[00:08:02] CALLER: I don’t know what makes them nuts, but I know that it’s definitely something that’s in the culture. And I have to say, I’m at work right now. But I’ve told them I’m taking an hour off real quick to talk to you, so. I’m just going in the restaurant to grab my coffee real quick. But it is a…it is something that is definitely a culture thing. It’s definitely almost like a New Jersey, no offense, New Jersey guido kind of thing…
[00:08:33] CHRIS: Mhmm, mhmm.
[00:08:34] CALLER: …where it’s just wild and crazy, Jersey Shore. I don’t know if there’s an explanation for you for why that’s that way.
[00:08:42] CHRIS: I have my theories.
[00:08:45] CALLER: Well, for me, I guess the theory is that it’s hot and it stays hot. And that can kind of drive people crazy sometimes.
[00:08:53] CHRIS: Yeah, yeah. And can I ask, are you, are you an executive chef?
[00:09:00] CALLER: No, sir. Not right now. I’m actually working under a chef right now, but I was before. And this is a different job that I’m now working. So…
[00:09:13] CHRIS: Wow.
[00:09:15] CALLER: And I’m actually at, I’m actually at a — no, not going to name it, but a in-general smokehouse barbecue restaurant, so…
[00:09:23] CHRIS: A smokehouse barbecue…
[00:09:23] CALLER: My job entails rubbing meat, putting any kind of protein on the smoker, making sure that it gets proficient smoke, taking it off when it’s, when it’s ready. Preparing ribs. Turkey, we do turkey. Things like that.
[00:09:38] CHRIS: And the executive chef designs that menu, right? They go and break it all down and then they team up with other chefs they respect and like at your level, who are all about executing that menu. And then the sous chefs are there to provide for your needs in the process. Is that how it goes?
[00:09:54] CALLER: Yes, sir. Yeah, yeah, absolutely. And the, the chef, mostly when he’s doing the menu, it’s all about price. It’s all about making sure that you can make the most money off of what you’re putting on your menu.
[00:10:04] CHRIS: Uh huh.
[00:10:05] CALLER: And that you’re putting things that go on your menu…it’s very, it’s it’s detailed. But, you know, you don’t want to have something on your menu that you only use for one item. So that’s when you go to restaurants, you’ll see they use the same sauce on multiple dishes or they use different jam they have on multiple sandwiches, or something like that so that they’re not just using one product for one item.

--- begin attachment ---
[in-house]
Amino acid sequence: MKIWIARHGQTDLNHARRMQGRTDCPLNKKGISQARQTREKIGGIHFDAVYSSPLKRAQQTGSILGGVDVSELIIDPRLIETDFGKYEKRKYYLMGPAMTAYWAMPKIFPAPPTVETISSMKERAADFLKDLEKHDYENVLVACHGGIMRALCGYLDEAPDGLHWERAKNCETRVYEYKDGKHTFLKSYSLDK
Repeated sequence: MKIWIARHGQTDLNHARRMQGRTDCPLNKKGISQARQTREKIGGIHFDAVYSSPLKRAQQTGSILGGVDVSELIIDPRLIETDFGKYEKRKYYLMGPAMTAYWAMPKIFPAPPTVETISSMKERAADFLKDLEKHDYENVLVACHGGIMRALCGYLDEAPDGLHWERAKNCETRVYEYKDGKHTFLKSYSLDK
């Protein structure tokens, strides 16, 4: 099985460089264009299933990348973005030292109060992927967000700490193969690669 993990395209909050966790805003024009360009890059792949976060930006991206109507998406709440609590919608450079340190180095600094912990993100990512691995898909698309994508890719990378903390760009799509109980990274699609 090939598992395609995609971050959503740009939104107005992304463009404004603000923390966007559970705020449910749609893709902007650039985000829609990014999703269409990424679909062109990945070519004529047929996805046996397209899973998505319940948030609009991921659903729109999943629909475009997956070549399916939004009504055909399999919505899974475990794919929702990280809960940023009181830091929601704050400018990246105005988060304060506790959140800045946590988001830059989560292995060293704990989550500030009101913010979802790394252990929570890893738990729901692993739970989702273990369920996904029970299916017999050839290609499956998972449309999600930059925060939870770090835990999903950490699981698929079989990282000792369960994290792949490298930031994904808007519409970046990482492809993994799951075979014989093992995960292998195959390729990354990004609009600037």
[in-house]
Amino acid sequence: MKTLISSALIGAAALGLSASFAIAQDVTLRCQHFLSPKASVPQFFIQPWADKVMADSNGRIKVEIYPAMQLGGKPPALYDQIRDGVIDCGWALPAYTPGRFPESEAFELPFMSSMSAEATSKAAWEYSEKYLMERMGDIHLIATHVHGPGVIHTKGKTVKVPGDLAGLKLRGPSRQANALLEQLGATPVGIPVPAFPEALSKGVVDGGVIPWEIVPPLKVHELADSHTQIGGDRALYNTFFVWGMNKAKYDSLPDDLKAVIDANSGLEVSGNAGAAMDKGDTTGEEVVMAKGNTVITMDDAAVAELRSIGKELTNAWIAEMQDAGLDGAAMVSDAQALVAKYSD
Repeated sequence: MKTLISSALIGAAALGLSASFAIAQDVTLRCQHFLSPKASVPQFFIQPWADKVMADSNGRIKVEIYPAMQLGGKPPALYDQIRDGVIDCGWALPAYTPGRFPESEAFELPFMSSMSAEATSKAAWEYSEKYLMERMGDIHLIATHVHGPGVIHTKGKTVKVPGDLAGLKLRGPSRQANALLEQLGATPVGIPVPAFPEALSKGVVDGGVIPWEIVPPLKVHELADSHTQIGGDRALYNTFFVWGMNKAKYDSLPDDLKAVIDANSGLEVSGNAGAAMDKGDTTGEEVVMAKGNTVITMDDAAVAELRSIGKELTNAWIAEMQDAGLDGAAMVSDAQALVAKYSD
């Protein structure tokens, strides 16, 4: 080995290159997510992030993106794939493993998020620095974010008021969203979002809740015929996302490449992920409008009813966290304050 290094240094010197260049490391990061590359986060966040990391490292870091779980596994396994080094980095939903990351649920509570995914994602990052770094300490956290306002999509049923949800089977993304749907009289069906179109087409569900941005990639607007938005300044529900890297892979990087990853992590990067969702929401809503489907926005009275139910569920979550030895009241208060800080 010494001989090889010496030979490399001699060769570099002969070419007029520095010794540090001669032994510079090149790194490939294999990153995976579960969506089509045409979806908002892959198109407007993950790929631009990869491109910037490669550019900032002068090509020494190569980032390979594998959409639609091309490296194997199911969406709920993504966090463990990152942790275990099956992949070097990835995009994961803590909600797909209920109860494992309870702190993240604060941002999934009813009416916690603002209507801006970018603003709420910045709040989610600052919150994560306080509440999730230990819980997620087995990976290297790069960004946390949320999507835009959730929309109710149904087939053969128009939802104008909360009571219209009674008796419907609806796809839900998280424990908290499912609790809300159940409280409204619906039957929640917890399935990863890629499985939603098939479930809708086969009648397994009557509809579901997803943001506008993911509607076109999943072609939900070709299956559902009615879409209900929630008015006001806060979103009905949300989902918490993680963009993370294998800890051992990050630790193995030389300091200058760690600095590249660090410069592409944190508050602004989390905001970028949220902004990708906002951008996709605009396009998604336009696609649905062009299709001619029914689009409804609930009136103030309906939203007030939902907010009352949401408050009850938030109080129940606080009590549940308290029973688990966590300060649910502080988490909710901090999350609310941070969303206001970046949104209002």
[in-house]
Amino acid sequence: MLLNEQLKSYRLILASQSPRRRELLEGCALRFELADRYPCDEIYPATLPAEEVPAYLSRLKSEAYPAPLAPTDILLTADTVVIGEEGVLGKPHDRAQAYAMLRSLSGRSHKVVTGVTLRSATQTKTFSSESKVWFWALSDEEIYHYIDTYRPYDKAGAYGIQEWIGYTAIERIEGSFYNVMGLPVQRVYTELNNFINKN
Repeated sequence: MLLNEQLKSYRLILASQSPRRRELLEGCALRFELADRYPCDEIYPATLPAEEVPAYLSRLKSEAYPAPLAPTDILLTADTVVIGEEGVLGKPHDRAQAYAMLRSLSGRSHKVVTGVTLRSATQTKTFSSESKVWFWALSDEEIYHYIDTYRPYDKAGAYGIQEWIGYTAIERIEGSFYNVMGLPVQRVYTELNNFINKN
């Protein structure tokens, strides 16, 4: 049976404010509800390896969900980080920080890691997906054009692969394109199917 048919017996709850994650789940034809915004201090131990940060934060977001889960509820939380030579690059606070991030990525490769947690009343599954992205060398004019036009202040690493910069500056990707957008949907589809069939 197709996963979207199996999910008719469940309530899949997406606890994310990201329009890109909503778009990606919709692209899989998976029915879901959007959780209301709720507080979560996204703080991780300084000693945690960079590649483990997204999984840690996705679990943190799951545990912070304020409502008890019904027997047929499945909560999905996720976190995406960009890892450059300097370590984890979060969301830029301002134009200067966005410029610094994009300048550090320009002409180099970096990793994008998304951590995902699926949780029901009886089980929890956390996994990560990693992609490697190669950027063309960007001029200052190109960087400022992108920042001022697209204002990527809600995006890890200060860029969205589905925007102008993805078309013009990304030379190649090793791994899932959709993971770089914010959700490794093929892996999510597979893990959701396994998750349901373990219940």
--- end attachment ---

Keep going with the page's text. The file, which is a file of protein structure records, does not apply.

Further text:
[00:10:28] CHRIS: So that’s it. I’ve never thought of that because I bet it’s also a matter of storage, right? Like you don’t have room for endless amounts of stuff, so you better get creative.
[00:10:36] CALLER: Absolutely.
[00:10:37] CHRIS: Yeah. Because it’s like, uh…
[00:10:39] CALLER: And here’s the other–
[00:10:40] CHRIS: Yeah, go for it, tell me something else–
[00:10:41] CALLER: Here’s the other thing real quick. It’ll blow your mind because this blows everybody’s mind. If you look at a menu item on a menu at a restaurant, if you, for the most part, this is a tool, if you divide by three, that’s what it cost the kitchen to make that item.
[00:10:58] CHRIS: Really?
[00:11:01] CALLER: If you see something on the menu is nine dollars, if you divide by three to make easy math, that cross the kitchen, three dollars to make.
[00:11:07] CHRIS: That’s what they spent on those ingredients.
[00:11:11] CALLER: Generally, yes, sir. That’s that’s that’s the goal for a restaurant is to keep it at that at that level.
[00:11:15] CHRIS: And you have to pay whoever is involved in back there and preparing it, you have to pay the server. So there’s some of the markup and then after that is the profit. That seems fair to me. That seems fair, actually.
[00:11:26] CALLER: Uh huh.
[00:11:27] CHRIS: It’s shocking to hear at first, and then when you think about it, you’re like, oh, no, that’s just, yeah, that seems like smart money. Yeah, that seems like smart money management. Yeah.
[00:11:35] CALLER: But now that we’re into the restaurant, there was a guy that I have worked with, no names mentioned, does not currently work with me anymore. But Fourth of July came around this year and he had a firecracker go off in his hand outside of work…
[00:11:54] CHRIS: Ooh.
[00:11:55] CALLER: …thankfully. And he he was a dishwasher and he came in, and this was a Floridian, and he, uh…stereotypically looked like Joe Dirt.
[00:12:08] CHRIS: OK.
[00:12:09] CALLER: Had a long mullet.